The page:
And let me guess: you lasted about a week before that drove you absolutely fucking insane?
Same, friend. Same.
The reason you struggle has nothing to do with you, and everything to do with the fundamental flaw in this approach.
The problem with enforcing the rules 100% of the time is that it goes against another major rule of good dog training: start training on an easy level, and gradually increase the difficulty as the dog gets better at the task.
I finish work at 6pm and take my dog Sparky on a walk. Sparky has energy to burn and, after chilling at the quiet house all day, his brain is highly stimulated by all the sights and sounds and smells of the outside world. He immediately starts sniffing like a mad man, drinking it all in.
I choose this moment to whip out my little bag of high-value training treats and go “okay, Sparky, time to learn a new trick right here in the middle of the sidewalk. I’m going to teach you to play dead on command!”
Pretty unreasonable of me, huh?
It’s equally unreasonable to ask a dog to learn the “trick” of leash skills in this scenario. But traditionally, dog owners are expected to do this all the time.
As someone who struggled with loose leash training for years and only achieved real success when I stopped doing this, I’m here to tell you:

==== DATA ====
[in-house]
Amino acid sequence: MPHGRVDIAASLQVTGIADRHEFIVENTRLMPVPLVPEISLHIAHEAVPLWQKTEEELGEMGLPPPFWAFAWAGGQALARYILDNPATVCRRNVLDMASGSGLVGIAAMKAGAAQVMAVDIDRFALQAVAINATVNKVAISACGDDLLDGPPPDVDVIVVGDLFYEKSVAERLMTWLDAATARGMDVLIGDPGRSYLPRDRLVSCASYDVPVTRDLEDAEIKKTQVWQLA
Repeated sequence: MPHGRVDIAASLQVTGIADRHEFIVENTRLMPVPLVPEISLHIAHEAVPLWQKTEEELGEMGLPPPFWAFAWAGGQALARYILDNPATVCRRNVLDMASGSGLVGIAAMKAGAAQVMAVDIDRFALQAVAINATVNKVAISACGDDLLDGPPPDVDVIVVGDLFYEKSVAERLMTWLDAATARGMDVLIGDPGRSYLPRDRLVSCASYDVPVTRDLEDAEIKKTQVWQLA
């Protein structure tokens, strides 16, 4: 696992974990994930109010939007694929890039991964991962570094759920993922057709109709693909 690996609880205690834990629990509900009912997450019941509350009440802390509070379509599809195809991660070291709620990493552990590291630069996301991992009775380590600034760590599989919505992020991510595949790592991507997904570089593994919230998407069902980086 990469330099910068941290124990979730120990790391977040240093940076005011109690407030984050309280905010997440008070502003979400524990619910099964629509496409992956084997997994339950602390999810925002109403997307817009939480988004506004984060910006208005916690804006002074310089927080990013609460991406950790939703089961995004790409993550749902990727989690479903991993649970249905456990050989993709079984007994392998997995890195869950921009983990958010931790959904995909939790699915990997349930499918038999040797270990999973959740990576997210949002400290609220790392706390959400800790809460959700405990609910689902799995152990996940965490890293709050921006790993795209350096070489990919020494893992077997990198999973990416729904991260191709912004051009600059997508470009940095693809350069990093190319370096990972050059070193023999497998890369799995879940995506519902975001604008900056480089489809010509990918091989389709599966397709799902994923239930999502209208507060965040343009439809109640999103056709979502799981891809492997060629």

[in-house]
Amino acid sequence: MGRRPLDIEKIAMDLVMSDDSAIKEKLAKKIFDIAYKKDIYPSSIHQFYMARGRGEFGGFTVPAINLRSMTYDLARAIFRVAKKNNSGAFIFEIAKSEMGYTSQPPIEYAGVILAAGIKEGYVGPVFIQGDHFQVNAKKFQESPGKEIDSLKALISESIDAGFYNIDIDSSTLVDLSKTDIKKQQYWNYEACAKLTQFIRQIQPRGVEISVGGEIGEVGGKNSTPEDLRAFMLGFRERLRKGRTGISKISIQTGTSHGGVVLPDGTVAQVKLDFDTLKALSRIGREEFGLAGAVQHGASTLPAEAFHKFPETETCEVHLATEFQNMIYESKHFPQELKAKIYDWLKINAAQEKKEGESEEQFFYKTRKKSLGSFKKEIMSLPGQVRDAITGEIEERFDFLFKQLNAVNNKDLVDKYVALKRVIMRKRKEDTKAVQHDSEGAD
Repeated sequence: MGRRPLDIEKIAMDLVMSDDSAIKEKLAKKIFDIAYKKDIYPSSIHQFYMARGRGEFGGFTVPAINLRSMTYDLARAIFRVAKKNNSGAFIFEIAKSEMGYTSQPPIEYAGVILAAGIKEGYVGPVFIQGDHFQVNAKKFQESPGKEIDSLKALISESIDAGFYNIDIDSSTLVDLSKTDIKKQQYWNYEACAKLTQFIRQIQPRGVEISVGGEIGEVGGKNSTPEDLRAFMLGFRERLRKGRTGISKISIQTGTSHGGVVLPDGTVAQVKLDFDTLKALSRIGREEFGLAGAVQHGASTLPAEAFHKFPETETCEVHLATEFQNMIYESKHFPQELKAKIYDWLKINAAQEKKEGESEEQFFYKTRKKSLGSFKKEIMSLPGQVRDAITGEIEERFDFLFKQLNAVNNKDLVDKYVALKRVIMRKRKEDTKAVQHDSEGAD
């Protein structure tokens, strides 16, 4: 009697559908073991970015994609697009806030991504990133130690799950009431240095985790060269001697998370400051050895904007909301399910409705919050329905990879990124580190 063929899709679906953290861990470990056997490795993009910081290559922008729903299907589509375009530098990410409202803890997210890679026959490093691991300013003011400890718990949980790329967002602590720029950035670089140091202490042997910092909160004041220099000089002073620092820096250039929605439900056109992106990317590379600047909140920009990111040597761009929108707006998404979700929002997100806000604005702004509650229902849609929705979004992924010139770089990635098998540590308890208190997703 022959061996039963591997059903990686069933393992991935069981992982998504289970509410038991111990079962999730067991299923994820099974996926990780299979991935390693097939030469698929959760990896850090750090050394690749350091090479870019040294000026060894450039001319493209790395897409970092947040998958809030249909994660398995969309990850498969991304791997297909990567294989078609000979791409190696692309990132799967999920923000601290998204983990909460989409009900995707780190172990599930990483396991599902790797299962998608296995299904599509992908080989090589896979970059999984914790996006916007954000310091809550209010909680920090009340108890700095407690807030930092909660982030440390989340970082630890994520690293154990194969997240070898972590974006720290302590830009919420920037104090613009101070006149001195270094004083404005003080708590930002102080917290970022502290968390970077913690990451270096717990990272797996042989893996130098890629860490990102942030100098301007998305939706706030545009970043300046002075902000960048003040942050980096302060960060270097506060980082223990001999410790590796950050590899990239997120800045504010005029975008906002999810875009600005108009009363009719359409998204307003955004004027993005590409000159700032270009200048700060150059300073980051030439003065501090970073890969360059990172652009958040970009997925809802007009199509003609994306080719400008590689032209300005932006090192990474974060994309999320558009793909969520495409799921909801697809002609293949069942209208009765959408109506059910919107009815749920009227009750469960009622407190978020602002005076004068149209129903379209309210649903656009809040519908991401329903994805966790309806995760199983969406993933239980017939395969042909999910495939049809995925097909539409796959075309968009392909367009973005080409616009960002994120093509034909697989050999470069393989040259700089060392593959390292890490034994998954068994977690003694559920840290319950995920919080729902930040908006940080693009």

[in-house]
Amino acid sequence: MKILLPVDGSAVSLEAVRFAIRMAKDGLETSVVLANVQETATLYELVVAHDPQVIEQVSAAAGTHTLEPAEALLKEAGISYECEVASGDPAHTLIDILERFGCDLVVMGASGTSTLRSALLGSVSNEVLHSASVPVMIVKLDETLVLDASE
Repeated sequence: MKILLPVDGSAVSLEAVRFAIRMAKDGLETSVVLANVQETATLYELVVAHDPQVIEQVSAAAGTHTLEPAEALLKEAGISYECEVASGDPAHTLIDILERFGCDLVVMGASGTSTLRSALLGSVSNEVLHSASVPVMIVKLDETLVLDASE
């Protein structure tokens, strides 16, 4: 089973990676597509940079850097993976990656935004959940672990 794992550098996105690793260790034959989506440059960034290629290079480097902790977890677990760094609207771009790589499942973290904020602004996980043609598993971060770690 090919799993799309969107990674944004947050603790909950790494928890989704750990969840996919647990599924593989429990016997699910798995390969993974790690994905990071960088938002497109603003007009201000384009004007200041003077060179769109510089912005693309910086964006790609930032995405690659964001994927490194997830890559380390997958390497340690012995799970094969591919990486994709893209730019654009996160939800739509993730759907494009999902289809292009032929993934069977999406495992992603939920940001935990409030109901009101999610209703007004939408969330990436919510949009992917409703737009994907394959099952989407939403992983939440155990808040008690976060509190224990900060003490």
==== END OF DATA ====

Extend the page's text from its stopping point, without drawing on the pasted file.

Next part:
Consistency is overrated.
Well – blind obedience to consistency is overrated. Selective consistency is better.
See, dogs are incredibly smart and observant, and highly sensitive to context clues.
You can easily teach them that when you clip the leash to, say, their collar, you’re going to enforce the rules. And when you encounter distractions at a level Sparky clearly isn’t ready for (or if you need a break from being the Pulling Police) you clip it to their harness and they’re allowed to pull.
This lets you “level up” in a controlled, systematic way, which makes training quicker and more efficient.
This is one of the pillars of our new loose leash walking course. We have a whole step-by-step process for teaching solid (and most important, sustainable!) leash manners by embracing selective consistency.